Because the Hôtel-Dieu was in continual operation all those years, it was maintained well and much of its original architectural character has been preserved.  It’s a pretty stunning place, as you can see.

Main hospital ward - looking toward altar
Beds along main hospital ward
One note about the roof – the Duchy of Burgundy (before it was a part of France) for many years reached well up into northern Europe through marriage to a wealthy Flemish family.  The colored tiles on the roof of the Hôtel-Dieu reflect the impact of Flanders, and these tiled roofs can be seen throughout Burgundy.
Flemish roof tiles in courtyard

Gargoyle roof detail in courtyard

Finally, you can’t go to Burgundy without going to a wine tasting.  Now wine tastings aren’t exactly our thing.  It gets to be too much wine to taste in too short a period of time (it all starts to taste the same), and it can feel pretentious.  We know lots of tourists spend their entire Burgundy vacation going from one vineyard to another, but not us.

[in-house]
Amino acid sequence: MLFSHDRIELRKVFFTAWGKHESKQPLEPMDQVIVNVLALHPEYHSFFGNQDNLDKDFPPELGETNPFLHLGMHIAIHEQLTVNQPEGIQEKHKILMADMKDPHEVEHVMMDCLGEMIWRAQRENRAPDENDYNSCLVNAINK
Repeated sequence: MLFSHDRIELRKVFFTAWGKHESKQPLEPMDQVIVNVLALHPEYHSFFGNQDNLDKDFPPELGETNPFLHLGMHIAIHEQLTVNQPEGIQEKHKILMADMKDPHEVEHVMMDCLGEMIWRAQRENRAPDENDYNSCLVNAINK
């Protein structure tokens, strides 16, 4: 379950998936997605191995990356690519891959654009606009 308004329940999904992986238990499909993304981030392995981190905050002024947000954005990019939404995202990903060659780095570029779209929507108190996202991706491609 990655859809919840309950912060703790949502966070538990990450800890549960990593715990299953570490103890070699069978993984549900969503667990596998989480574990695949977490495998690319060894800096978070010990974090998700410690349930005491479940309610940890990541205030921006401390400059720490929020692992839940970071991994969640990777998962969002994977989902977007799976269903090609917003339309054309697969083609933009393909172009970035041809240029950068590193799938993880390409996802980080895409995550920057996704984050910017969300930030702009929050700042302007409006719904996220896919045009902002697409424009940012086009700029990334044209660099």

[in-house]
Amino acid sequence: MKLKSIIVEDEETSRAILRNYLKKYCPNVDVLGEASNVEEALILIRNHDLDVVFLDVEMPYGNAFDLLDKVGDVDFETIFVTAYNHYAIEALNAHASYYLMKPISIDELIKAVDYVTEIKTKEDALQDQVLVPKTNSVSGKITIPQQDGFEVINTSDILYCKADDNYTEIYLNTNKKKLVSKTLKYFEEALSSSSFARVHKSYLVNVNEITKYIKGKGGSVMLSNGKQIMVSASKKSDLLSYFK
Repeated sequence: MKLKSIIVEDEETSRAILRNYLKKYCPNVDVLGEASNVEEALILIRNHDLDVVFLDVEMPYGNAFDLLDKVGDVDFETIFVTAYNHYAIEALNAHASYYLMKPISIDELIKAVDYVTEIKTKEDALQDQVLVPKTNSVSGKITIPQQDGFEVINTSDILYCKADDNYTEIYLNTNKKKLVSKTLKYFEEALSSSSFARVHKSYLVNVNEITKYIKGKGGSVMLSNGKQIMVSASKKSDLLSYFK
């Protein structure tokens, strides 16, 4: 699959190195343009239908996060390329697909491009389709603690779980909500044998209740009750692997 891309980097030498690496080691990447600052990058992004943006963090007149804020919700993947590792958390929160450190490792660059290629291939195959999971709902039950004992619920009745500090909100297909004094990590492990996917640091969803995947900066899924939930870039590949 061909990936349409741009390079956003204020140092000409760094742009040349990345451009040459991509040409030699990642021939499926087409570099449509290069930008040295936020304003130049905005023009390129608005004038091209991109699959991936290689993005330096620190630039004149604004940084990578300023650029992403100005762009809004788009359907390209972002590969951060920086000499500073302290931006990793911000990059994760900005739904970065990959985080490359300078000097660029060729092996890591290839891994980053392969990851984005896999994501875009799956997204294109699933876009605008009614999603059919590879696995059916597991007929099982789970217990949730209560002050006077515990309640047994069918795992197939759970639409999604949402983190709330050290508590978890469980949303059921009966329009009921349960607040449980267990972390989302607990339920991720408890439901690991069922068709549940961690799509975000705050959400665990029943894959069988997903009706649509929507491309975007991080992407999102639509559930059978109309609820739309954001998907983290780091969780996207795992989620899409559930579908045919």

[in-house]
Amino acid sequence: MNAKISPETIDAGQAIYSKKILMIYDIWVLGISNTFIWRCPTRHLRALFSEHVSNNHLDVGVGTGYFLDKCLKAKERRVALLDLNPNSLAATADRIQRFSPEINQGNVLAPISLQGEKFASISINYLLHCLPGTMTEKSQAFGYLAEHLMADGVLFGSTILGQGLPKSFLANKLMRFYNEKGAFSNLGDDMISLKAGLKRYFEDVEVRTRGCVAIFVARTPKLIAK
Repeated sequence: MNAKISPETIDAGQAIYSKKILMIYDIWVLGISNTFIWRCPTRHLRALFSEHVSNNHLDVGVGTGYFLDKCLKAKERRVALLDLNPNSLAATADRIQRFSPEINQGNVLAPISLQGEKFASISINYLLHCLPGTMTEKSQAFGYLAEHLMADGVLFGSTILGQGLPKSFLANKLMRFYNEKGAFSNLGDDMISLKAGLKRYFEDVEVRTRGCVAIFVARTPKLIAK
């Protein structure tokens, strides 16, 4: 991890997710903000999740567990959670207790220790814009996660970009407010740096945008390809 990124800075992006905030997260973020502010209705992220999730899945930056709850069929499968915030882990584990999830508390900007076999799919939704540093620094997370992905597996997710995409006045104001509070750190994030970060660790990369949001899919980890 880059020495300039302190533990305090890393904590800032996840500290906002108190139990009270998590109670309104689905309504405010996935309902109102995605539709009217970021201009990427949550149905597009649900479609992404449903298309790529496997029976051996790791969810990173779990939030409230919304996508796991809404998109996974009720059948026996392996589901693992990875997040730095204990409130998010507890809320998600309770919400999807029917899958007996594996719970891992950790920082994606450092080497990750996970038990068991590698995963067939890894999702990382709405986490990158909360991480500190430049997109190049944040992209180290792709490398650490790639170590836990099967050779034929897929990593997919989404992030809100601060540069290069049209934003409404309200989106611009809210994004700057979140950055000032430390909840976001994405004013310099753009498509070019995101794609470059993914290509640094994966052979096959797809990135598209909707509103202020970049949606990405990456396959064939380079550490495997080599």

But we had to do one, so we picked a company called Patriarche Pere & Fils (father and sons) that bottle and store their wine from several different appellations in Burgundy right in Beaune, about a five minute walk from our apartment.  We could taste lots of different types of wine without having to drive and without having too far to go as we carried wine home (because of course we would buy a few bottles).